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The Ladies Medicine Chest
Naval Medicine in 1812 pages 1 | 2 | 3 | 4 | 5 | 6 | 7

Naval Medicine in 1812 - page 2 of 7

Scurvy is caused by the lack of ascorbic acid (Vitamin C) in the diet, and frequently results in loss of teeth, depression, weakness, swelling and sores.  Ultimately, scurvy can lead to severe internal problems 8   While scurvy usually killed relatively few men, it often incapacitated whole ships or even fleets; on long voyages, like Lord Anson's circumnavigation in 1740-44, or Captain Cooks's voyages, scurvy was often the source of many fatalities. 9   Medical men of the eighteenth century knew scurvy was somehow connected with diet, and recorded their observations of men afflicted with the scourge.  James Lind noted that sailors with scurvy had "the most craving anxiety for green vegetables, and the fresh fruits of the earth." 10 Louis Antoine de Bougainville, French explorer and naval officer, took every opportunity during his extended cruises to secure foods that he felt countered the dread disease. 11 American naval surgeons like William P.C. Barton echoed their European counterparts's emphasis on diet, even going as far as to identify diet as the cause of most seamen's diseases. 12 Barton was of the opinion that scurvy arose "from a long subsistence on salt-junk." 13Indeed, many contemporary physicians identified the heavy reliance on salted provisions, or "salt-junk," as a prime cause of dietary problems.  De Bougainville, fighting both scurvy and venereal disease after a brief stop at Tahiti in 1768, attributed the renewal of scurvy to running out of "refreshments" and a consequent reliance on salted flesh. 14

Not everyone was so sure that salted food was the major culprit.  The American doctor Benjamin Rush, in a letter to the Surgeon General of the American Army in 1798, recommended the issue of salted meat to the soldiers instead of fresh provisions. 15 When Captain David Porter, American naval hero and experienced mariner, took the U.S.S. Essex into the Pacific during the War of 1812 to harass British commerce, he was aware of the dangers of reliance on salted meat, and so he gave orders that no one was to fry his bread in the salt from the meat casks. 16 Porter, however, also noted other possible causes of scurvy, including bad water.  In his journal, Porter asked rhetorically "who can say, that the ship-fever and scurvy do not originate frequently in the stinking and disgusting water, which seamen are too often driven to the necessity of drinking at sea, even when their stomachs revolt at it? 17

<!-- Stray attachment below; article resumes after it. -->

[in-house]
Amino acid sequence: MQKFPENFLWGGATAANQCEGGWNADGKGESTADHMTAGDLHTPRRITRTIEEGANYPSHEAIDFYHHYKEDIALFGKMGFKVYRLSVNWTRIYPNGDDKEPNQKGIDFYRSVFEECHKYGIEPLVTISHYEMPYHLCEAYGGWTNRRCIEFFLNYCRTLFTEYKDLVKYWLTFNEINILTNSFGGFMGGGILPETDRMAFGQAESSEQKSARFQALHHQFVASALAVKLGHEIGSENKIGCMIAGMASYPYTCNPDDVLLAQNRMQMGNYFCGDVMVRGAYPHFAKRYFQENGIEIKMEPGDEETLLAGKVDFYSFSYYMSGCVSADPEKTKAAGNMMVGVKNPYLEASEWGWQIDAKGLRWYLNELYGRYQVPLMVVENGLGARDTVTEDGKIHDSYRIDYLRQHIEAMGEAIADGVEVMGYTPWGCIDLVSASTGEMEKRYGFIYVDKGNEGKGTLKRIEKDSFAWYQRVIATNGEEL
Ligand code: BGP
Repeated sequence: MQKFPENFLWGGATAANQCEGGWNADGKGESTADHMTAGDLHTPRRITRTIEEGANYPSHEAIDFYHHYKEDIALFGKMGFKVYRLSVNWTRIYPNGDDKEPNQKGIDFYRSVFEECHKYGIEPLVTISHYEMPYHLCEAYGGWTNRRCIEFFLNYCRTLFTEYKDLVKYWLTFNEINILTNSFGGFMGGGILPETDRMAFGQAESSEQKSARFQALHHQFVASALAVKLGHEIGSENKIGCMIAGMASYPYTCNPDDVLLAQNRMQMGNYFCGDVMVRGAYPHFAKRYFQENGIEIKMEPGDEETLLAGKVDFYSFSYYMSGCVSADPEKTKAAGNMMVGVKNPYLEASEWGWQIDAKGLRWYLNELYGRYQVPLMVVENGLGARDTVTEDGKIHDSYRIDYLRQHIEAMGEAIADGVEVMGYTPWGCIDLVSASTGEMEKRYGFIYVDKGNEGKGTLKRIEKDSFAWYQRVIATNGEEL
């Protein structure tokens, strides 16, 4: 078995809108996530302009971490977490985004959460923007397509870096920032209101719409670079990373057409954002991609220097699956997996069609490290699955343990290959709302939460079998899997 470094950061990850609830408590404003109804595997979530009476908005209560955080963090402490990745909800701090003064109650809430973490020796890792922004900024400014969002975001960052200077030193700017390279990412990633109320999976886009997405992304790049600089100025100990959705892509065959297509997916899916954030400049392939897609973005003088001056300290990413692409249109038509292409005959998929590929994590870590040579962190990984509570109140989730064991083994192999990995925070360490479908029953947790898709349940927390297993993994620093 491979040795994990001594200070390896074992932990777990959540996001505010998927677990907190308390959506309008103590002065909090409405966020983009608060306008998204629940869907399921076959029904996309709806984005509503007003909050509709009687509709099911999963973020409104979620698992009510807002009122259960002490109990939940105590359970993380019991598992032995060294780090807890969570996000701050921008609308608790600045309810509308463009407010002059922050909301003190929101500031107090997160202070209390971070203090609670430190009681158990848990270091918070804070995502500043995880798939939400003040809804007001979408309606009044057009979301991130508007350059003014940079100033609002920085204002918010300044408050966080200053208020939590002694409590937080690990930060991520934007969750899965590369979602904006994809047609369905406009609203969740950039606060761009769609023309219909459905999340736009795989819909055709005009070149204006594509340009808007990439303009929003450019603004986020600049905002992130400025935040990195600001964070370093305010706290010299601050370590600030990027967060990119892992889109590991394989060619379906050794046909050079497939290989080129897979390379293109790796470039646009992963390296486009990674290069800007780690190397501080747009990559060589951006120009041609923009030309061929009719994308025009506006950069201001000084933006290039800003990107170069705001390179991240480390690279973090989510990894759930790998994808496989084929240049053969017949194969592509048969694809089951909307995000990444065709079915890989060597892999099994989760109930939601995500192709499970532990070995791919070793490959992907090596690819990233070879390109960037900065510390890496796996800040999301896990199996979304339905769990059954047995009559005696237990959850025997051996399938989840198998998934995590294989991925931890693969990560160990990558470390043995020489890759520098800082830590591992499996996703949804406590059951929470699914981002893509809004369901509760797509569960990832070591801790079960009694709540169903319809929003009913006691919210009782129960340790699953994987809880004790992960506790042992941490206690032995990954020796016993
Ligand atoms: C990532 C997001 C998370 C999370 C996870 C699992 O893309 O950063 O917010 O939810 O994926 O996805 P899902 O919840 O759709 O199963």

Porter's speculations were not outrageous for their time.  Surgeons and sailors advanced various possible causes for scurvy, though they readily admitted that no one cause was likely to be responsible for so deadly and prevalent a disease.  The captain of the British ship Queen Charlotte might have agreed with Porter's analysis.  He attributed the outbreak of severe scurvy on board an English ship he encountered off the Alaskan coast to excessive consumption of "pernicious" liquor over Christmas. 18 Barton, in addition to condemning salt-junk, blamed the damp and cold of sea voyages as contributing causes of scurvy. 19 Although British authors as early as the late sixteenth century had identified dietary remedies for scurvy, they were ignorant of its true cause and thus often resorted to a great deal of speculation. 20

Despite the debate over the causes of the disease, every mariner had a favorite way of relieving or preventing its symptoms.  Barton preferred lemon acid, citing its "citrick acid" as a good antiscorbutic, recalling his own success in using lemonade and limes to cure scurvy on the U.S.S United States in 1809-10. 21 Captain Cook encouraged his crew to eat nearly anything green that they found during landfalls, and, to encourage the reluctant, he eagerly followed his own advice. 22 The French captain de Bougainville reflected the preferences of many good captains when he searched out antiscorbutics like wild parsley, celery, and water cress on the Falkland Islands.  Not one to leave anything untried, de Bougainville even made beer out of spruce shrubs in the hopes it would prove an effective antiscorbutic as well as a refreshing brew 23

De Bougainville had good reason to take every opportunity to find fresh foods, for his voyage carried him across the South Pacific, through the Dutch East Indies, and across the Indian Ocean before returning to France.  Despite stops at Tahiti and New Britain, de Bougainville recorded that scurvy "had made cruel havock amongst us," with fully half of his sailors incapacitated by the disease.  "The provisions which we had now left were so rotten, and had so cadaverous a smell, that the hardest moments of the sad days we passed, were those when the bell gave us notice to take in this disgusting and unwholesome food. 24 Upon reaching Boero in the Gulf of Cajeli, Dutch East Indies, de Bougainville and his crew astounded their Dutch hosts with their appetite for fresh provender.  "One must have been a sailor, and reduced to the extremities which we had been for several months together, in order to form an idea of the sensation which the sight of greens and of a good supper produced in people in that condition. 25

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The Ladies Medicine Chest
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